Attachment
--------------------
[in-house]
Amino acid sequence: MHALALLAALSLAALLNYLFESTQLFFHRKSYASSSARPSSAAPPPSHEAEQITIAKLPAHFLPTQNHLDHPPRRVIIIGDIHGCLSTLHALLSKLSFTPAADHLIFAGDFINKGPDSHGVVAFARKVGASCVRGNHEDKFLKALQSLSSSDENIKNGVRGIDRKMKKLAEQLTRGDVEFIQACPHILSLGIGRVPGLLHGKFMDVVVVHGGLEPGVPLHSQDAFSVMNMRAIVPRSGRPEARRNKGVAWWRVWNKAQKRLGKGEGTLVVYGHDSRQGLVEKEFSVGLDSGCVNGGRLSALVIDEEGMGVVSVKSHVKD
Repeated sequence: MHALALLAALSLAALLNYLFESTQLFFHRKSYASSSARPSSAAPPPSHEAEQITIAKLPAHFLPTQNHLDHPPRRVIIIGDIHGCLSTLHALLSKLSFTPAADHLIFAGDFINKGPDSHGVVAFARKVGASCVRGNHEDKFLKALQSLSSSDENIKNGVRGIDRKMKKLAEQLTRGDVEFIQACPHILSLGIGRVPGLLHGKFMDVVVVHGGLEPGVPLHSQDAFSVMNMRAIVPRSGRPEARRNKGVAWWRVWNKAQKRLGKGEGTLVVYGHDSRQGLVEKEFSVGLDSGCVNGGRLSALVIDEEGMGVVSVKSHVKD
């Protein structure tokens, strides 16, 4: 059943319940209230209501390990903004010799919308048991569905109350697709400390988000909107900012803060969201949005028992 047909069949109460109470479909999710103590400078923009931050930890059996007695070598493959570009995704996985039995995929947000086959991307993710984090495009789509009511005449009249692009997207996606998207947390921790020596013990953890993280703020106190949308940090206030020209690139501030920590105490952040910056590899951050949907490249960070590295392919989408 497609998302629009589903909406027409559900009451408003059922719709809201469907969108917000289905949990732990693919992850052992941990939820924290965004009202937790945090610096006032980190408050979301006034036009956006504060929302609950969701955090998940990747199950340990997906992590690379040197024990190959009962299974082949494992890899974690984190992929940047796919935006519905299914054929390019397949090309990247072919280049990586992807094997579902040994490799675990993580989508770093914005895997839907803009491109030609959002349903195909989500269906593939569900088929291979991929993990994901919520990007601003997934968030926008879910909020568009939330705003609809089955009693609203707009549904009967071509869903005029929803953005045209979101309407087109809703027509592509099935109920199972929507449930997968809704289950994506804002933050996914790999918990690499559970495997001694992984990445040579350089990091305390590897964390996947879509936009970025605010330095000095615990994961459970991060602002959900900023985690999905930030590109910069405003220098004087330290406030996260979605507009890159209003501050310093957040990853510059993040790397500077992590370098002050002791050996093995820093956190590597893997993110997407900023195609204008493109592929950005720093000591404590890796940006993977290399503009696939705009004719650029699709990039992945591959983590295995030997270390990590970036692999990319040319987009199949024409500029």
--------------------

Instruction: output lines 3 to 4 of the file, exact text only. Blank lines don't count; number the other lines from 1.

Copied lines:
Repeated sequence: MHALALLAALSLAALLNYLFESTQLFFHRKSYASSSARPSSAAPPPSHEAEQITIAKLPAHFLPTQNHLDHPPRRVIIIGDIHGCLSTLHALLSKLSFTPAADHLIFAGDFINKGPDSHGVVAFARKVGASCVRGNHEDKFLKALQSLSSSDENIKNGVRGIDRKMKKLAEQLTRGDVEFIQACPHILSLGIGRVPGLLHGKFMDVVVVHGGLEPGVPLHSQDAFSVMNMRAIVPRSGRPEARRNKGVAWWRVWNKAQKRLGKGEGTLVVYGHDSRQGLVEKEFSVGLDSGCVNGGRLSALVIDEEGMGVVSVKSHVKD
């Protein structure tokens, strides 16, 4: 059943319940209230209501390990903004010799919308048991569905109350697709400390988000909107900012803060969201949005028992 047909069949109460109470479909999710103590400078923009931050930890059996007695070598493959570009995704996985039995995929947000086959991307993710984090495009789509009511005449009249692009997207996606998207947390921790020596013990953890993280703020106190949308940090206030020209690139501030920590105490952040910056590899951050949907490249960070590295392919989408 497609998302629009589903909406027409559900009451408003059922719709809201469907969108917000289905949990732990693919992850052992941990939820924290965004009202937790945090610096006032980190408050979301006034036009956006504060929302609950969701955090998940990747199950340990997906992590690379040197024990190959009962299974082949494992890899974690984190992929940047796919935006519905299914054929390019397949090309990247072919280049990586992807094997579902040994490799675990993580989508770093914005895997839907803009491109030609959002349903195909989500269906593939569900088929291979991929993990994901919520990007601003997934968030926008879910909020568009939330705003609809089955009693609203707009549904009967071509869903005029929803953005045209979101309407087109809703027509592509099935109920199972929507449930997968809704289950994506804002933050996914790999918990690499559970495997001694992984990445040579350089990091305390590897964390996947879509936009970025605010330095000095615990994961459970991060602002959900900023985690999905930030590109910069405003220098004087330290406030996260979605507009890159209003501050310093957040990853510059993040790397500077992590370098002050002791050996093995820093956190590597893997993110997407900023195609204008493109592929950005720093000591404590890796940006993977290399503009696939705009004719650029699709990039992945591959983590295995030997270390990590970036692999990319040319987009199949024409500029």